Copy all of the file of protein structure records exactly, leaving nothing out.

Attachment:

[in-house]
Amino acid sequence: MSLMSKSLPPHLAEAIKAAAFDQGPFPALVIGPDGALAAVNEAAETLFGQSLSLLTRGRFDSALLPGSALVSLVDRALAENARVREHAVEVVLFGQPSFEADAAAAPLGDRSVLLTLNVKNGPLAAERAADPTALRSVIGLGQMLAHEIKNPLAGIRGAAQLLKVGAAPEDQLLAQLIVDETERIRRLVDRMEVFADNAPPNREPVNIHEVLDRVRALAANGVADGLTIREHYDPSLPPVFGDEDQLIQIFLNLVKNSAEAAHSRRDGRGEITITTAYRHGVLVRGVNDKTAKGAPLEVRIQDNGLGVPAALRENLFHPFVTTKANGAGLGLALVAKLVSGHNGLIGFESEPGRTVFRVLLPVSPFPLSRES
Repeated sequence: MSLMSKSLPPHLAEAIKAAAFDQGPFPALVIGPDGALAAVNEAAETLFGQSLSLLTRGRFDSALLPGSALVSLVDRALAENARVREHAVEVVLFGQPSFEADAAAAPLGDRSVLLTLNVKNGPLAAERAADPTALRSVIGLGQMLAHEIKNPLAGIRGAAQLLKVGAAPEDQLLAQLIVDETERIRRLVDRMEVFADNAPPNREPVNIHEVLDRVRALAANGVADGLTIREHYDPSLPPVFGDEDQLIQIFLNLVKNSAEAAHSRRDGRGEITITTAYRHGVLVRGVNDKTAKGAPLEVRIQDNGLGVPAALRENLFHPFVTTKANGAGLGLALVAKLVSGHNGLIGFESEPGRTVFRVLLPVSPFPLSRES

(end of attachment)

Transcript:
[in-house]
Amino acid sequence: MSLMSKSLPPHLAEAIKAAAFDQGPFPALVIGPDGALAAVNEAAETLFGQSLSLLTRGRFDSALLPGSALVSLVDRALAENARVREHAVEVVLFGQPSFEADAAAAPLGDRSVLLTLNVKNGPLAAERAADPTALRSVIGLGQMLAHEIKNPLAGIRGAAQLLKVGAAPEDQLLAQLIVDETERIRRLVDRMEVFADNAPPNREPVNIHEVLDRVRALAANGVADGLTIREHYDPSLPPVFGDEDQLIQIFLNLVKNSAEAAHSRRDGRGEITITTAYRHGVLVRGVNDKTAKGAPLEVRIQDNGLGVPAALRENLFHPFVTTKANGAGLGLALVAKLVSGHNGLIGFESEPGRTVFRVLLPVSPFPLSRES
Repeated sequence: MSLMSKSLPPHLAEAIKAAAFDQGPFPALVIGPDGALAAVNEAAETLFGQSLSLLTRGRFDSALLPGSALVSLVDRALAENARVREHAVEVVLFGQPSFEADAAAAPLGDRSVLLTLNVKNGPLAAERAADPTALRSVIGLGQMLAHEIKNPLAGIRGAAQLLKVGAAPEDQLLAQLIVDETERIRRLVDRMEVFADNAPPNREPVNIHEVLDRVRALAANGVADGLTIREHYDPSLPPVFGDEDQLIQIFLNLVKNSAEAAHSRRDGRGEITITTAYRHGVLVRGVNDKTAKGAPLEVRIQDNGLGVPAALRENLFHPFVTTKANGAGLGLALVAKLVSGHNGLIGFESEPGRTVFRVLLPVSPFPLSRES